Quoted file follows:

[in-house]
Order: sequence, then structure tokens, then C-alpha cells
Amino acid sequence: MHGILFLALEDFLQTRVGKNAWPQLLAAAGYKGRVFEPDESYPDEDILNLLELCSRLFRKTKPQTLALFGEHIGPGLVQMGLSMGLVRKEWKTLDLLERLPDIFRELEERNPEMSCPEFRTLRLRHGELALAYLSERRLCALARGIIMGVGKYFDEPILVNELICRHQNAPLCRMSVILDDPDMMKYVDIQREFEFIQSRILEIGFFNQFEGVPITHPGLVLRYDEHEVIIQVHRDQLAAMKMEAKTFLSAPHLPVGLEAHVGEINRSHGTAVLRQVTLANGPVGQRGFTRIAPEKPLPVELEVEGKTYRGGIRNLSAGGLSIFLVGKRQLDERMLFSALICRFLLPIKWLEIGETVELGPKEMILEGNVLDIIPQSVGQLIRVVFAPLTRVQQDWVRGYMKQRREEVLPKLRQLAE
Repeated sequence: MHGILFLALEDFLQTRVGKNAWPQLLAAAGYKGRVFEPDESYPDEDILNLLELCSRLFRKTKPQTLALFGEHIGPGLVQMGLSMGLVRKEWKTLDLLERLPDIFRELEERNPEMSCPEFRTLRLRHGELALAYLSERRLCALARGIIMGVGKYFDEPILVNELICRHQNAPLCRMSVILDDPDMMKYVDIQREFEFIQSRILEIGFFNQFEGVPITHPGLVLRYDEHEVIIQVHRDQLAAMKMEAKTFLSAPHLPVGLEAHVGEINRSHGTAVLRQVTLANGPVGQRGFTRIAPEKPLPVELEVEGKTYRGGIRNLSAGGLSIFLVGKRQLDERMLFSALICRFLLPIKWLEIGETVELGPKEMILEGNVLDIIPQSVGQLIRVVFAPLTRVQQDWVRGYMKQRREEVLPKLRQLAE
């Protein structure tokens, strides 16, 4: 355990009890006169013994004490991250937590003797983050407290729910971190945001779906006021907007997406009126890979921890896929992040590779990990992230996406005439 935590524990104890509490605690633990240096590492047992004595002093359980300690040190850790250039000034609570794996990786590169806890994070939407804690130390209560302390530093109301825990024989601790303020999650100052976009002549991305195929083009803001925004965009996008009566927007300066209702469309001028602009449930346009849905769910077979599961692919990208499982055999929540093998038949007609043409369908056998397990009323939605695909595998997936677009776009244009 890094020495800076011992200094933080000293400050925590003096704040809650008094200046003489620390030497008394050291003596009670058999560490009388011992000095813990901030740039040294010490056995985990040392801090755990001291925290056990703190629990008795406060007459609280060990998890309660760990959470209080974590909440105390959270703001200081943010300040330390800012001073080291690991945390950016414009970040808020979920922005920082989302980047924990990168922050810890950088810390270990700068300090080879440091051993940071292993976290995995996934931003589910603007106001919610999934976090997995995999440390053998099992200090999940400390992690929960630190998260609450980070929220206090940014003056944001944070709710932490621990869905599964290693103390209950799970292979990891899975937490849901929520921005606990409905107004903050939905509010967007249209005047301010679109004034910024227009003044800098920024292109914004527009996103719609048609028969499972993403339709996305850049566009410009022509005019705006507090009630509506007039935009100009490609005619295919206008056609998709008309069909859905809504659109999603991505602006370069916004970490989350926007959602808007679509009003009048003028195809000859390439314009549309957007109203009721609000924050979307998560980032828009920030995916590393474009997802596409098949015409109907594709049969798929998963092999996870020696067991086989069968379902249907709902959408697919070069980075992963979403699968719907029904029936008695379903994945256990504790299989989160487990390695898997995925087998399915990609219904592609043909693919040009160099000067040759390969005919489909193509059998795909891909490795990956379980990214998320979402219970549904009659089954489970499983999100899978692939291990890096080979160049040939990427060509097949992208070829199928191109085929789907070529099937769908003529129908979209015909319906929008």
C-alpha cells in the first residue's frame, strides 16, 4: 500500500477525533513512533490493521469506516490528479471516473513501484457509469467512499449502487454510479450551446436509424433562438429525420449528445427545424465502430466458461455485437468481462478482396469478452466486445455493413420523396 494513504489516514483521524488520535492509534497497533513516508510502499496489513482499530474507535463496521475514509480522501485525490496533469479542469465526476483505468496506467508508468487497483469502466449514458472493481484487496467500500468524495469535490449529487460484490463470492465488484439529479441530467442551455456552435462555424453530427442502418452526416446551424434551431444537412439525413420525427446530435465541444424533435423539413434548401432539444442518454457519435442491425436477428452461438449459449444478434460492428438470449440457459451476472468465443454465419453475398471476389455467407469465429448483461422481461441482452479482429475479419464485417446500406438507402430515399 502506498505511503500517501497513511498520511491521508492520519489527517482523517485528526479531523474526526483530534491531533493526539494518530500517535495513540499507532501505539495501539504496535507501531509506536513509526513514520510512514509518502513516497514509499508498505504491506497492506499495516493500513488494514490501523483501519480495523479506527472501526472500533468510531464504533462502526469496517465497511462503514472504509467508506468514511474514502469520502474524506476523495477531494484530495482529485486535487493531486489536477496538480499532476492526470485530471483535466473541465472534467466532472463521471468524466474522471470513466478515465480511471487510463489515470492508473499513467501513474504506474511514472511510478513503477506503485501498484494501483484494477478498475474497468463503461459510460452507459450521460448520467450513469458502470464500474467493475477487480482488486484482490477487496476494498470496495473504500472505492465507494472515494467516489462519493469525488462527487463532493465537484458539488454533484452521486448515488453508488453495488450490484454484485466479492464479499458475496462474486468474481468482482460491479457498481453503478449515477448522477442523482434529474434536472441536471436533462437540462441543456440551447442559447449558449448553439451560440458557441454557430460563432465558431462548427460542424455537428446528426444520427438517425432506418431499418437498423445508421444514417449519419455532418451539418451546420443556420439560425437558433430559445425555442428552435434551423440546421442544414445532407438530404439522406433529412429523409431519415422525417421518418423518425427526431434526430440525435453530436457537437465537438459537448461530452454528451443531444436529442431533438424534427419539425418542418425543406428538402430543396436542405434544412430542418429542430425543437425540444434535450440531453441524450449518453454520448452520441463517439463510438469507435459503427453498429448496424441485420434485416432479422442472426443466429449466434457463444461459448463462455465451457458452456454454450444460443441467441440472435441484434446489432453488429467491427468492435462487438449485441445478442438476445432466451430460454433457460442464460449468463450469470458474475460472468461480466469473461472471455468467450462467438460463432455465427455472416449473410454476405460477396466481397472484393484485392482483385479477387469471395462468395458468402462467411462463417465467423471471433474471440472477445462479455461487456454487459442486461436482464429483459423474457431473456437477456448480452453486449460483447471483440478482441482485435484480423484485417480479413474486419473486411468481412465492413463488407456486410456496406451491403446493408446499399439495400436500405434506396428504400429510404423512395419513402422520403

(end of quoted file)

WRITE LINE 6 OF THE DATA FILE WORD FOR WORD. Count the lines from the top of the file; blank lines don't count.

C-alpha cells in the first residue's frame, strides 16, 4: 500500500477525533513512533490493521469506516490528479471516473513501484457509469467512499449502487454510479450551446436509424433562438429525420449528445427545424465502430466458461455485437468481462478482396469478452466486445455493413420523396 494513504489516514483521524488520535492509534497497533513516508510502499496489513482499530474507535463496521475514509480522501485525490496533469479542469465526476483505468496506467508508468487497483469502466449514458472493481484487496467500500468524495469535490449529487460484490463470492465488484439529479441530467442551455456552435462555424453530427442502418452526416446551424434551431444537412439525413420525427446530435465541444424533435423539413434548401432539444442518454457519435442491425436477428452461438449459449444478434460492428438470449440457459451476472468465443454465419453475398471476389455467407469465429448483461422481461441482452479482429475479419464485417446500406438507402430515399 502506498505511503500517501497513511498520511491521508492520519489527517482523517485528526479531523474526526483530534491531533493526539494518530500517535495513540499507532501505539495501539504496535507501531509506536513509526513514520510512514509518502513516497514509499508498505504491506497492506499495516493500513488494514490501523483501519480495523479506527472501526472500533468510531464504533462502526469496517465497511462503514472504509467508506468514511474514502469520502474524506476523495477531494484530495482529485486535487493531486489536477496538480499532476492526470485530471483535466473541465472534467466532472463521471468524466474522471470513466478515465480511471487510463489515470492508473499513467501513474504506474511514472511510478513503477506503485501498484494501483484494477478498475474497468463503461459510460452507459450521460448520467450513469458502470464500474467493475477487480482488486484482490477487496476494498470496495473504500472505492465507494472515494467516489462519493469525488462527487463532493465537484458539488454533484452521486448515488453508488453495488450490484454484485466479492464479499458475496462474486468474481468482482460491479457498481453503478449515477448522477442523482434529474434536472441536471436533462437540462441543456440551447442559447449558449448553439451560440458557441454557430460563432465558431462548427460542424455537428446528426444520427438517425432506418431499418437498423445508421444514417449519419455532418451539418451546420443556420439560425437558433430559445425555442428552435434551423440546421442544414445532407438530404439522406433529412429523409431519415422525417421518418423518425427526431434526430440525435453530436457537437465537438459537448461530452454528451443531444436529442431533438424534427419539425418542418425543406428538402430543396436542405434544412430542418429542430425543437425540444434535450440531453441524450449518453454520448452520441463517439463510438469507435459503427453498429448496424441485420434485416432479422442472426443466429449466434457463444461459448463462455465451457458452456454454450444460443441467441440472435441484434446489432453488429467491427468492435462487438449485441445478442438476445432466451430460454433457460442464460449468463450469470458474475460472468461480466469473461472471455468467450462467438460463432455465427455472416449473410454476405460477396466481397472484393484485392482483385479477387469471395462468395458468402462467411462463417465467423471471433474471440472477445462479455461487456454487459442486461436482464429483459423474457431473456437477456448480452453486449460483447471483440478482441482485435484480423484485417480479413474486419473486411468481412465492413463488407456486410456496406451491403446493408446499399439495400436500405434506396428504400429510404423512395419513402422520403